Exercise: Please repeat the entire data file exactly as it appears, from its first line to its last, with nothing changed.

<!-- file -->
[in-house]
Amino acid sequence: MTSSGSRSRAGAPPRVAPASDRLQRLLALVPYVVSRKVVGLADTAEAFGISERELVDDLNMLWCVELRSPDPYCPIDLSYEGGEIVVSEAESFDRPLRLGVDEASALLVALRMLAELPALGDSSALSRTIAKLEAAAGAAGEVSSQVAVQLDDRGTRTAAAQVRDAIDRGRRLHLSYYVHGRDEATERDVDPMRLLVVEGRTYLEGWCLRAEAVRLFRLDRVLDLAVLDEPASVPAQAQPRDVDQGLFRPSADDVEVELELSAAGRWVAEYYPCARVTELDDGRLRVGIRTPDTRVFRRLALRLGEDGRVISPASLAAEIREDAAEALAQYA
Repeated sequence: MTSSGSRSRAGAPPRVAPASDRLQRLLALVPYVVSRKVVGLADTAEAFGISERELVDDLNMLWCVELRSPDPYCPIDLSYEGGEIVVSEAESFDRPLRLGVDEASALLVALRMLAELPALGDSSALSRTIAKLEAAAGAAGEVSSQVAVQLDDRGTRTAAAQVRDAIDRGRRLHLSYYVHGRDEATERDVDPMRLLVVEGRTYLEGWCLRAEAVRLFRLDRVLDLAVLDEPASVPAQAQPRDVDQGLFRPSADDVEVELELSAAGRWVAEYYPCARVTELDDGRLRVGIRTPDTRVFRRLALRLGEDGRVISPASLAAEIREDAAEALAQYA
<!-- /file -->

[in-house]
Amino acid sequence: MTSSGSRSRAGAPPRVAPASDRLQRLLALVPYVVSRKVVGLADTAEAFGISERELVDDLNMLWCVELRSPDPYCPIDLSYEGGEIVVSEAESFDRPLRLGVDEASALLVALRMLAELPALGDSSALSRTIAKLEAAAGAAGEVSSQVAVQLDDRGTRTAAAQVRDAIDRGRRLHLSYYVHGRDEATERDVDPMRLLVVEGRTYLEGWCLRAEAVRLFRLDRVLDLAVLDEPASVPAQAQPRDVDQGLFRPSADDVEVELELSAAGRWVAEYYPCARVTELDDGRLRVGIRTPDTRVFRRLALRLGEDGRVISPASLAAEIREDAAEALAQYA
Repeated sequence: MTSSGSRSRAGAPPRVAPASDRLQRLLALVPYVVSRKVVGLADTAEAFGISERELVDDLNMLWCVELRSPDPYCPIDLSYEGGEIVVSEAESFDRPLRLGVDEASALLVALRMLAELPALGDSSALSRTIAKLEAAAGAAGEVSSQVAVQLDDRGTRTAAAQVRDAIDRGRRLHLSYYVHGRDEATERDVDPMRLLVVEGRTYLEGWCLRAEAVRLFRLDRVLDLAVLDEPASVPAQAQPRDVDQGLFRPSADDVEVELELSAAGRWVAEYYPCARVTELDDGRLRVGIRTPDTRVFRRLALRLGEDGRVISPASLAAEIREDAAEALAQYA